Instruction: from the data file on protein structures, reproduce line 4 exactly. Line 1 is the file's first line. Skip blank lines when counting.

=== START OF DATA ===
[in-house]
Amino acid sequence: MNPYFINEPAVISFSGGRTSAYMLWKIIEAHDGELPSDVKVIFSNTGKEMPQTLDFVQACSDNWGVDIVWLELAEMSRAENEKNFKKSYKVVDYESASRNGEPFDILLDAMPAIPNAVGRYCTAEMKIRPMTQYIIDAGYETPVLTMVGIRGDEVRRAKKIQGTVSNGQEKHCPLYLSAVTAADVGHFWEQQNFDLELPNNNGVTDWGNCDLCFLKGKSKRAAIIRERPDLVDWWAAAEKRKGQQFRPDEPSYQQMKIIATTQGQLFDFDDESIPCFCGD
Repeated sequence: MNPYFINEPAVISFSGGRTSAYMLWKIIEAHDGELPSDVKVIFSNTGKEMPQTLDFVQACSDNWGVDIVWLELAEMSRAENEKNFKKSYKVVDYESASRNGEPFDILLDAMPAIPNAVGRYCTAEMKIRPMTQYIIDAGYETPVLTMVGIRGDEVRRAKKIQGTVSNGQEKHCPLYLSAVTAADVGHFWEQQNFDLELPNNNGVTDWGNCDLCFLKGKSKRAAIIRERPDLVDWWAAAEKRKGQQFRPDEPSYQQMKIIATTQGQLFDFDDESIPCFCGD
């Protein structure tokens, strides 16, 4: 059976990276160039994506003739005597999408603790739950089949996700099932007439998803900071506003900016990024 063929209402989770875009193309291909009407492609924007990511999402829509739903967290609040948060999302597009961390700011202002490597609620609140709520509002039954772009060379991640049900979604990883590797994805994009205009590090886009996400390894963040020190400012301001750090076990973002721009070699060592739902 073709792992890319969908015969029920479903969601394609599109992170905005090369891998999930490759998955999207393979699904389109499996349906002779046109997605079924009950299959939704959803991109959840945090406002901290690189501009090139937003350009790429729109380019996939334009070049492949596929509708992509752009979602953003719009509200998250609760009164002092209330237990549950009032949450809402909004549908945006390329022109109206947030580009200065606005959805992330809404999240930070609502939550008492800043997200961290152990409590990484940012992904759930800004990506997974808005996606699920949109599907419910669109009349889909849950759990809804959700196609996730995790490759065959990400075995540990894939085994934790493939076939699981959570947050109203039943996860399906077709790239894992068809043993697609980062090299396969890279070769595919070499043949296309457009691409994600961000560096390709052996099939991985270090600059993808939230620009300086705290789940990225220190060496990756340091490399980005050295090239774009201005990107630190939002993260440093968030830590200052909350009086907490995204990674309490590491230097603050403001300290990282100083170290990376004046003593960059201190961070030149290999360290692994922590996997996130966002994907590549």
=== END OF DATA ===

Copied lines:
């Protein structure tokens, strides 16, 4: 059976990276160039994506003739005597999408603790739950089949996700099932007439998803900071506003900016990024 063929209402989770875009193309291909009407492609924007990511999402829509739903967290609040948060999302597009961390700011202002490597609620609140709520509002039954772009060379991640049900979604990883590797994805994009205009590090886009996400390894963040020190400012301001750090076990973002721009070699060592739902 073709792992890319969908015969029920479903969601394609599109992170905005090369891998999930490759998955999207393979699904389109499996349906002779046109997605079924009950299959939704959803991109959840945090406002901290690189501009090139937003350009790429729109380019996939334009070049492949596929509708992509752009979602953003719009509200998250609760009164002092209330237990549950009032949450809402909004549908945006390329022109109206947030580009200065606005959805992330809404999240930070609502939550008492800043997200961290152990409590990484940012992904759930800004990506997974808005996606699920949109599907419910669109009349889909849950759990809804959700196609996730995790490759065959990400075995540990894939085994934790493939076939699981959570947050109203039943996860399906077709790239894992068809043993697609980062090299396969890279070769595919070499043949296309457009691409994600961000560096390709052996099939991985270090600059993808939230620009300086705290789940990225220190060496990756340091490399980005050295090239774009201005990107630190939002993260440093968030830590200052909350009086907490995204990674309490590491230097603050403001300290990282100083170290990376004046003593960059201190961070030149290999360290692994922590996997996130966002994907590549």